Friday, February 27, 2009

The real political divide: freedom vs. control

Pundits and politicians are playing the usual games with labels. President Barack Obama and his supporters are adherents of the "far left"; economists opposing the stimulus bill are partisans of the "extreme right." It's Team Blue vs. Team Red, with everybody expected to swallow the Kool-Aid proffered by one side or another. And it's all so pointless. The real division isn't between right and left; it's between the control freaks and the rest of us.

It's not that there aren't real ideological differences along the political spectrum -- there are. But left, right, up or down, there are activists who focus on ways of expanding freedom, and there are activists who focus on ways of extending government control over people's lives. They may put the emphasis on different issues and strongly disagree on specific policies, but ultimately, righties and lefties who emphasize freedom have more in common with one another t han they do with supposed comrades who are obsessed with control.

Nat Hentoff, the prominent writer and former columnist for the Village Voice, is a noted man of the left who is, therefore, supposed to be a loyal member of Team Blue. But in a recent newspaper column, he took President Obama to task for, among other things his secretiveness and his defense of warrantless wiretaps.

The flimflam candidate had assured his faithful enthusiasts that he would filibuster this bill (which will immunize the telecommunications companies that enabled the president to break the law in his once-secret warrantless wiretapping) that turned our privacy rights upside down and out.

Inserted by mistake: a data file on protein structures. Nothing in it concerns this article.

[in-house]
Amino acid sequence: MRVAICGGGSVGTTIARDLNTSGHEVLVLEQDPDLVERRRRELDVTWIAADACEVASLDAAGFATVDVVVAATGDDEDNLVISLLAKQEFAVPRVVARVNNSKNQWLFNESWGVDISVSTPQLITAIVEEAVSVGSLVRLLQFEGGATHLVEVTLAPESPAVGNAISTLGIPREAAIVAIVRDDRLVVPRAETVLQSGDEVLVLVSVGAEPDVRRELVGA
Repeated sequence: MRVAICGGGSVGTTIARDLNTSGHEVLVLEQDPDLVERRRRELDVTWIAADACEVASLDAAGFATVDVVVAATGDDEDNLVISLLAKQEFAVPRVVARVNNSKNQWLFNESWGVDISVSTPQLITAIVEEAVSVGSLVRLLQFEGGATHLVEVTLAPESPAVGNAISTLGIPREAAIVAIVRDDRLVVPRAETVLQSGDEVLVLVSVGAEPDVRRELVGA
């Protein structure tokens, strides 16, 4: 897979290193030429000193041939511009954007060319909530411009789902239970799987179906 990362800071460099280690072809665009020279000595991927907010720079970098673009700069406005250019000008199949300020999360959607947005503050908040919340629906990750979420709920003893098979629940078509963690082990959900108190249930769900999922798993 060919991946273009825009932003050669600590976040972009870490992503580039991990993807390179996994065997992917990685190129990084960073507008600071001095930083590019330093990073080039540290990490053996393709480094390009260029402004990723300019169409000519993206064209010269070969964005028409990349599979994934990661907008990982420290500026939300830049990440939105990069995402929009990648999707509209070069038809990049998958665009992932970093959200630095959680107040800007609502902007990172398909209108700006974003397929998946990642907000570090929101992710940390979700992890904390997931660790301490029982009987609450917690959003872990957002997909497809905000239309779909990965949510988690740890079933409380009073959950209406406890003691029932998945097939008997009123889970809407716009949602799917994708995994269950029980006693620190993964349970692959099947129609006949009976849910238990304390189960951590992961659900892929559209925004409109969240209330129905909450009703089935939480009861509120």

Now, by dismissing the scores of lawsuits against these companies from Americans wanting to know whether they've been ensnared in this giant government-spun Web, the president and such supporters as Obama will have made it close to impossible to conduct meaningful investigations of the intricate nexus of the ways these telecommunications giants can collect leads to Americans with no connections to terrorism — and could continue to so long as they're assured by a future lawless administration that national security demands breaking another law.

Andrew Napolitano, on the other hand, a former New Jersey judge and current legal analyst for Fox News, is a man of the right who we would expect to still be mourning the absence-taking of the last president. But in his 2007 book, A Nation of Sheep, he compared George W. Bush's accumulation of power to "the great dictators of history." In a 2005 interview, Napolitano said of then-President Bush's beloved PATRIOT Act:

Let's put aside all of the procedural problems with enacting it. Forget about the fact that there was no debate. Forget about the fact that most members of Congress didn't even have an opportunity to read it. It is a direct assault on at least three amendments to the Constitution: the First Amendment, the Fourth Amendment, and the Fifth Amendment. The PATRIOT Act legitimates the notion that if we give up certain freedoms, the government will keep us safer. I reject that notion from a moral and legal point of view. I also reject it from a practical point of view. It doesn't work.

If we buy the right/left divide, Hentoff and Napolitano are supposed to be bitter enemies. But their liberty-based critiques of presidents from their own "teams" makes it clear that they share a stronger fondness for freedom than they do for the artificial red/blue divide. They could probably find plenty of issues on which to disagree, but both have become known as civil libertarians and advocates of limits on government power.